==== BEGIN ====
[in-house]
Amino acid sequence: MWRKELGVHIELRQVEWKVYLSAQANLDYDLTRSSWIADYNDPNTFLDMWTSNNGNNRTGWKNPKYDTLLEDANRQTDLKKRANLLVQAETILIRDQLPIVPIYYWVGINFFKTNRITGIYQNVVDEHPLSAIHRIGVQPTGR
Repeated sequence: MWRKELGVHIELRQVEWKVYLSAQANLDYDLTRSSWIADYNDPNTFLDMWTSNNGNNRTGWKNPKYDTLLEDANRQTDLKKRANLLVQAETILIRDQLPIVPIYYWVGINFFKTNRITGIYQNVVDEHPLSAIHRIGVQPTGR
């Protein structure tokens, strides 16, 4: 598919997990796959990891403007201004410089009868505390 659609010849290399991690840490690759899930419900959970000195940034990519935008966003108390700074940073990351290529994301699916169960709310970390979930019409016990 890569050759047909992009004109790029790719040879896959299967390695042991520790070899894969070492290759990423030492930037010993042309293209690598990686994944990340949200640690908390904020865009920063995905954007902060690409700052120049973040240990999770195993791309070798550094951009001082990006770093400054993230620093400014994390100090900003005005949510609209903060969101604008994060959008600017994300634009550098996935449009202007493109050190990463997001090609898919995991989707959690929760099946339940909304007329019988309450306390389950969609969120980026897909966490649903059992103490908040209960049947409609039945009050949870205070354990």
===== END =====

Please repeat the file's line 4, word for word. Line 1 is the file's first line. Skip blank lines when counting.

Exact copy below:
């Protein structure tokens, strides 16, 4: 598919997990796959990891403007201004410089009868505390 659609010849290399991690840490690759899930419900959970000195940034990519935008966003108390700074940073990351290529994301699916169960709310970390979930019409016990 890569050759047909992009004109790029790719040879896959299967390695042991520790070899894969070492290759990423030492930037010993042309293209690598990686994944990340949200640690908390904020865009920063995905954007902060690409700052120049973040240990999770195993791309070798550094951009001082990006770093400054993230620093400014994390100090900003005005949510609209903060969101604008994060959008600017994300634009550098996935449009202007493109050190990463997001090609898919995991989707959690929760099946339940909304007329019988309450306390389950969609969120980026897909966490649903059992103490908040209960049947409609039945009050949870205070354990």